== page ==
Posted: November 5th, 2014
The High Court has found in favour of a Dublin couple in a mortgage interest rate increase dispute and instructed the Financial Services Ombudsman to review its decision.
Mr Justice Gerard Hogan gave his instruction to the Ombudsman in the recent Millar -v- Financial Services Ombudsman case at the High Court, which had been brought by Kenneth and Donna Millar from Portmarnock after a complaint made against Danske Bank by the couple had been rejected by the Ombudsman.
In their complaint to the Ombudsman, the Kenneth and Donna had claimed that the Danske Bank was in breach of contract due to raising the mortgage interest rate on their six investment mortgages and a mortgage on their family home in November 2011 at a time when the Central European Bank was reducing interest rates to a historic low.
The Millars claimed that – under the terms of their seven mortgage agreements – their lender was only supposed to adjust interest rates “in line with general market interest rates”. However, when the Millars disputed the mortgage interest rate increase, they were told by that the European Central Bank´s interest rates had no influence over what the Danske Bank could charge.
The Millars argued that – at the time they had taken out their first variable interest rate mortgage – the literature provided to them claimed “When interest rates go down, your monthly payments do likewise. However, when interest rates rise, your monthly payments will increase too”. Although the mortgages had been originally taken out with the National Irish Bank, they expected the Danske Bank to honour their contract after they had taken over control of the National Irish Bank.
The Millars pursued their mortgage interest rate increase dispute with the Financial Services Ombudsman, who rejected it on the basis that the applicable clause in their mortgage agreements stated that the lender would amend the mortgage interest rate “in response to market conditions” and not “in line with general market interest rates”.
The case went to the High Court before Mr Justice Gerard Hogan, who disagreed with the Financial Services Ombudsman´s rejection of the Millar´s complaint. The judge sided with the Millars in the mortgage interest rate increase dispute, stating that the text of the clause in question was ambiguous in the “general factual background against which the contract was entered into”.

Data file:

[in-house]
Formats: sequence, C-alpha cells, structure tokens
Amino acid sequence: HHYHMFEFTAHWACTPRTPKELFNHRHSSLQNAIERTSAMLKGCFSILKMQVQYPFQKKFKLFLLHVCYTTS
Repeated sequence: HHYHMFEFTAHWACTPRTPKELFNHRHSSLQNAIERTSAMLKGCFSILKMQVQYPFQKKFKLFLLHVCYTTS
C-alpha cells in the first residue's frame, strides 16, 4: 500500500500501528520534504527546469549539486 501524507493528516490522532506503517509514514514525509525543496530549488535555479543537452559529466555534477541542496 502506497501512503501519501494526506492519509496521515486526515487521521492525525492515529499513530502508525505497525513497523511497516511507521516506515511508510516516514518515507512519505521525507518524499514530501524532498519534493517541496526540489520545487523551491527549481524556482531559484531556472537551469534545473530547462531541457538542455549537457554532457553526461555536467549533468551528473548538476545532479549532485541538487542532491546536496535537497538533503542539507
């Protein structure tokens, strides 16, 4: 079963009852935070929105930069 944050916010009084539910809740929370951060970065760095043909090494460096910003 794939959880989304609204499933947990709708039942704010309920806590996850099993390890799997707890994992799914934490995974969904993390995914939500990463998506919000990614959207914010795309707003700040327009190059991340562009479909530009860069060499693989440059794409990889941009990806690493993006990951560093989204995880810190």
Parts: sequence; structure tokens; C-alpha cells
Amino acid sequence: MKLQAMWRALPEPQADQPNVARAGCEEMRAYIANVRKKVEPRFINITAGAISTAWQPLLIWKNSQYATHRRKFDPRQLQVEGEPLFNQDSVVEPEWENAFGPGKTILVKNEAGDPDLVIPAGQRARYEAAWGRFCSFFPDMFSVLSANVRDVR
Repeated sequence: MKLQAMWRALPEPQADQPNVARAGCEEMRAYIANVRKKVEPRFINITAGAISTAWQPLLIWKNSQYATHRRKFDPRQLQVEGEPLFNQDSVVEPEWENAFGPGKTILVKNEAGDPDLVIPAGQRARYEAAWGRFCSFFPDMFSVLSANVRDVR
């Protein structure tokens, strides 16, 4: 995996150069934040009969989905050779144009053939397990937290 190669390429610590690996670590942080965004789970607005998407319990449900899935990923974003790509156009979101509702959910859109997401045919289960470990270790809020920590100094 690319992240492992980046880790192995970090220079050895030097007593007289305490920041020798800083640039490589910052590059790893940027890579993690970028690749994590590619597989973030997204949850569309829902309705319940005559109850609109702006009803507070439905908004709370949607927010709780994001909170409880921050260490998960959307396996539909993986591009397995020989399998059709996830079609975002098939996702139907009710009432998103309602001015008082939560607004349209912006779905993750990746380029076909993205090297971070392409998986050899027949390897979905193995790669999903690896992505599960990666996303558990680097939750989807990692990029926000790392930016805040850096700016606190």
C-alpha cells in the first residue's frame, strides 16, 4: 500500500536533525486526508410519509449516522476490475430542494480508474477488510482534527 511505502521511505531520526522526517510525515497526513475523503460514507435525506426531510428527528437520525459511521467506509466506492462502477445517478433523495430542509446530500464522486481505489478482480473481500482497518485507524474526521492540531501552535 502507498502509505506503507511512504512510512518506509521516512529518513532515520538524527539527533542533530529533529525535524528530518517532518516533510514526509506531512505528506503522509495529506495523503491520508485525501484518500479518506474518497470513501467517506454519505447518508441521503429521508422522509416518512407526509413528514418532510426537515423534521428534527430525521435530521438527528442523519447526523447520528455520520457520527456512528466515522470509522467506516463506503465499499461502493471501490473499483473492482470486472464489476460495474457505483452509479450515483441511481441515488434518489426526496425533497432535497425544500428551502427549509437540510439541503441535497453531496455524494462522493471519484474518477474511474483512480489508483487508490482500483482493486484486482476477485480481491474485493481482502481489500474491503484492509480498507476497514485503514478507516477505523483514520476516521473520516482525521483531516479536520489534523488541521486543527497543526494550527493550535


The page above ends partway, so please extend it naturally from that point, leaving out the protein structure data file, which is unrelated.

The Judge dismissed the Ombudsman´s review of the dispute and told the Ombudsman to conduct another review of the Millars´ complaint “in a manner not inconsistent with this judgement”. The full content of Judge Hogan´s verdict can be read here.
The Implications of Judge Hogan´s Decision
By siding with the Millars in the mortgage interest rate increase dispute, Judge Hogan may have opened the door for Ireland´s estimated 207,000 property owners that have variable interest rate mortgages to challenge the interest rates charged by their lenders – subject to an ambiguous clause in their mortgage agreements.
It is noticeable that Mr Justice Gerard Hogan did not find Danske Bank to be in breach of contract or instruct the bank to reveal how the Millars were assessed. However thousands of homeowners in Ireland may be able to start their own mortgage interest rate increase dispute, knowing that there is a precedent if the Financial Services Ombudsman fails to find in their favour.
If you are one of the thousands of homeowners in Ireland who have found their variable mortgage interest rates increasing without due cause, and you would like to find out more about starting a mortgage interest rate increase dispute, you are invited to call our 24 hour helpline to speak with a solicitor experienced in the financial services sector. Only then will you find out if you have been paying too much for your mortgage and what can be done about it.
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